New JavaScript features with native JSON support and JavaScript 1.8.1 additions

With the impending release of Firefox 3.5, I thought I’d cover the new things in JavaScript 1.8.1 – part of that is the very exciting support for native JSON, and you know what? They’re not the only ones supporting it!

Native JSON

JSON (JavaScript Object Notation) has become a very popular light-weight data format, and also almost a de-facto way for sending data cross-domains. It’s a great way to work with information, and the content is very easy to grasp. There’s also support built into virtually every technology to serialize/deserialize JSON content and to work further with it.

However, till very recently, there has been no native way in JavaScript to do this. Another problem is that you send/receive JSON as a string, so you need to use the no-no eval to turn it into a JavaScript object. Using eval is a great security risk, and the possible result is that you could get malicious code in which would then be executed immediately.

Therefore, to complement your JSON code, you would need some function to make sure the JSON object is safe, and the result there is extra code and, especially, extra execution time.

However, times they are a-changin’!

With Firefox 3.5 and Internet Explorer 8, native JSON support is built in! In those web browsers, you don’t need to worry about those above mentioned security risks or performance implications, because it’s all natively taken care of. There are two methods on a global JSON object to do this:

JSON.parse

JSON.parse turns a string into a proper JavaScript object:

var JSONString = '{"name" : "Robert", "lastName" : "Nyman"}',
	JSONObject = JSON.parse(JSONString);

JSON.stringify

JSON.stringify turns a JavaScript object into a string:

var obj = {
		name : "Robert",
		lastName : "Nyman"
	},
	JSONString = JSON.stringify(obj);
// Result: {"name":"Robert","lastName":"Nyman"}

JavaScript 1.8.1

Mozilla has also decided to make some minor additions to JavaScript with JavaScript 1.8.1.

Object.getPrototypeOf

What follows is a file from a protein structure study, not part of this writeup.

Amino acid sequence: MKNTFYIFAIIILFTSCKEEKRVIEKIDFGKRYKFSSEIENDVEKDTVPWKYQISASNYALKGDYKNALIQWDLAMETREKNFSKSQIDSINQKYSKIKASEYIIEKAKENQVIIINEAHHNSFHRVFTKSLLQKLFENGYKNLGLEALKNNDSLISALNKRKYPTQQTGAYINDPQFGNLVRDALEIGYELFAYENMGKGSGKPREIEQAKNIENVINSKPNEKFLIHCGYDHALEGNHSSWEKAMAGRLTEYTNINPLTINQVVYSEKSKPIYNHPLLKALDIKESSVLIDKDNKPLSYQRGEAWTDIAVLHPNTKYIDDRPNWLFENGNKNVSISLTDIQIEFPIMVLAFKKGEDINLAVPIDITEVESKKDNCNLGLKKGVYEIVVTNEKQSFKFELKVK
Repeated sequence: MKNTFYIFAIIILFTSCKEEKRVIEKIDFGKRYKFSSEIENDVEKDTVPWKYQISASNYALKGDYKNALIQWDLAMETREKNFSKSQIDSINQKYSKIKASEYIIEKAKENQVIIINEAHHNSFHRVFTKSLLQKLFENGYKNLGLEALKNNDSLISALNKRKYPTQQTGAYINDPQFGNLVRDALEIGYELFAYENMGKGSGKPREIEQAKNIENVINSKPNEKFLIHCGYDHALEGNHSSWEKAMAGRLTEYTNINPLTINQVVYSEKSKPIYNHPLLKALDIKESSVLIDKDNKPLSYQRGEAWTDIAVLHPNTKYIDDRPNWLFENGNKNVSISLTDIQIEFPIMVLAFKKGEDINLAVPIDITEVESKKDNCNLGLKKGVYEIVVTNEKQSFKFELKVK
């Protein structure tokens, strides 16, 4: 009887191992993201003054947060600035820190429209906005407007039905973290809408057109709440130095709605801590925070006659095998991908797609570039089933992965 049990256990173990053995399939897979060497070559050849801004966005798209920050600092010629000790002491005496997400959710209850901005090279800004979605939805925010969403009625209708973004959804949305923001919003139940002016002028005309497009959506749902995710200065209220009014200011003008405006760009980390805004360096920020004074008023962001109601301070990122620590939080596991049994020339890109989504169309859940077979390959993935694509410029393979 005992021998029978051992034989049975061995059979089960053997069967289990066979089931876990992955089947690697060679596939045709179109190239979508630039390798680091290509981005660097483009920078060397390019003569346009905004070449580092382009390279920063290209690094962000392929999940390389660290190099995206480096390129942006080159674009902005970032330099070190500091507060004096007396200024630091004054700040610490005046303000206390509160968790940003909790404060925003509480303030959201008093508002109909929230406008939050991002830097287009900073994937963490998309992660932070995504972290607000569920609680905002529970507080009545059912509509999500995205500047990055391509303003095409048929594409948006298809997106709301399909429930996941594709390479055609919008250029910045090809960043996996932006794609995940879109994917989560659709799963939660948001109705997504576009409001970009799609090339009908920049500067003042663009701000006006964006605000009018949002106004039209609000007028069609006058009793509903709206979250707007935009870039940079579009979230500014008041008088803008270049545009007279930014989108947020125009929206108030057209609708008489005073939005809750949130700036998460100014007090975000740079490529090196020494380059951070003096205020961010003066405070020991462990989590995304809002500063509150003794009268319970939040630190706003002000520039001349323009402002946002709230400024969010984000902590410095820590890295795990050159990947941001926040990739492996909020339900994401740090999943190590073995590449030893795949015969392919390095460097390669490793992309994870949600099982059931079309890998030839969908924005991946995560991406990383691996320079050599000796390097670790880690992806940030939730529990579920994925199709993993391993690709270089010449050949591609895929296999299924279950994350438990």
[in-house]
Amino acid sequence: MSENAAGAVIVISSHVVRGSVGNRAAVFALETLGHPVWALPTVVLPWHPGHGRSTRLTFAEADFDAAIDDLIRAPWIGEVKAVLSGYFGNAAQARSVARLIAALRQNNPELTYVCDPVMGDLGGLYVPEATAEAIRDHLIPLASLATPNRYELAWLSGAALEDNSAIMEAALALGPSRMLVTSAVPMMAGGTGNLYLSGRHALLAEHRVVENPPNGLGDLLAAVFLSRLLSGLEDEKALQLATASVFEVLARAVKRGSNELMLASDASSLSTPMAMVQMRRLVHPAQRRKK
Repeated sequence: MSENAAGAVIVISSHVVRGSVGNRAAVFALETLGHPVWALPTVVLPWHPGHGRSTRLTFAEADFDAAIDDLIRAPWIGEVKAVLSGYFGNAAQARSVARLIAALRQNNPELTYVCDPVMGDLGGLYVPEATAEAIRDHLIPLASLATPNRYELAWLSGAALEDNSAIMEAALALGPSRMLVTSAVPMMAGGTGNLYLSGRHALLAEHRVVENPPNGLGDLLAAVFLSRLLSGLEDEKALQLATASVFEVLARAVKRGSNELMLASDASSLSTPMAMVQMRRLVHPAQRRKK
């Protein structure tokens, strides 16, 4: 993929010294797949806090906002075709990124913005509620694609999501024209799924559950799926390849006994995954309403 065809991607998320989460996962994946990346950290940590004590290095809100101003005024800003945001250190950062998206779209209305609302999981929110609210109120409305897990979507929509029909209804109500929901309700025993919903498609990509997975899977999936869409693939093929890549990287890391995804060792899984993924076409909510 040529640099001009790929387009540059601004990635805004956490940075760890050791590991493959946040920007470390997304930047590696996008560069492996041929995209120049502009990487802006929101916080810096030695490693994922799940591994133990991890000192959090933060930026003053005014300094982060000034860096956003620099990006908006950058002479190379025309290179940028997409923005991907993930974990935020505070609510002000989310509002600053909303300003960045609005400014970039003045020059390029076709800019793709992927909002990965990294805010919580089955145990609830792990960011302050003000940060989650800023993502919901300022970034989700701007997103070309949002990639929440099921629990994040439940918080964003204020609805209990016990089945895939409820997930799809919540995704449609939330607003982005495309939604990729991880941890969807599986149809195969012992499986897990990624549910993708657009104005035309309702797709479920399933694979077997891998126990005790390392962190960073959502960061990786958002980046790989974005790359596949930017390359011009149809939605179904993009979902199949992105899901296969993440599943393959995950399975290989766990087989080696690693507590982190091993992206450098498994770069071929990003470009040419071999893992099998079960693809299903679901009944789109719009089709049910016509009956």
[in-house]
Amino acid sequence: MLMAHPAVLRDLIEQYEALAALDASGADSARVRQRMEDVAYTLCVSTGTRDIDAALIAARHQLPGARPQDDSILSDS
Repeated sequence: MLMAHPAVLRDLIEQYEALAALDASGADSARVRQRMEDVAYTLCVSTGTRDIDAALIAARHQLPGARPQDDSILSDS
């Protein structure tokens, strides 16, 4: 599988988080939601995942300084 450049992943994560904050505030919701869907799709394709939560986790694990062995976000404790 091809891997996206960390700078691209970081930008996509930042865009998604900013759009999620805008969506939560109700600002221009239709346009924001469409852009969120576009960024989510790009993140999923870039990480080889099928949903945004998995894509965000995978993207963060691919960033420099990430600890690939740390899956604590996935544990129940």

Object.getPrototypeOf is a way to get what object a certain object is prototype of, i.e. from where does it inherit things. Basically, for those used to the __proto__ of doing that, this is a standardized way to achieve the same thing. John Resig goes into a little more how this can be useful in his article on Object.getPrototypeOf.

String extras

There are tree additional methods to string objects for trimming text. They are trim, trimLeft and trimRight.

var someString = "       Monkeys like bananas    ",
someStringTrimmed = someString.trim();
// Result: "Monkeys like bananas"

var someString = "       Monkeys like bananas    ",
someStringTrimmedLeft = someString.trimLeft();
// Result: "Monkeys like bananas    "

var someString = "       Monkeys like bananas    ",
someStringTrimmedRight = someString.trimRight();
// Result: "       Monkeys like bananas"

Test cases and sample code

As you are probably aware of now, I’m quite happy with my JavaScript tests & Compatibility tables, and in there I have now added compatibility tables for these new additions, and also a test page for JavaScript 1.8.1 and a test page for native JSON.

My takes

Generally, JavaScript 1.8.1 includes some niceties that are good to have, but aren’t really issues. Native JSOn support on the other hand will lead to a safer and better performing web, and that is quite exciting!

Also, kudos to IE 8 to be the first officially released web browser supporting it. However, I’m a bit saddened that native JSON is not in the new Safari 4, Google Chrome 2 or upcoming Opera 10, because we really need it, and I hope they implement it soon.

Posted in Developing,JavaScript,Mozilla,Technology,Web browsers |

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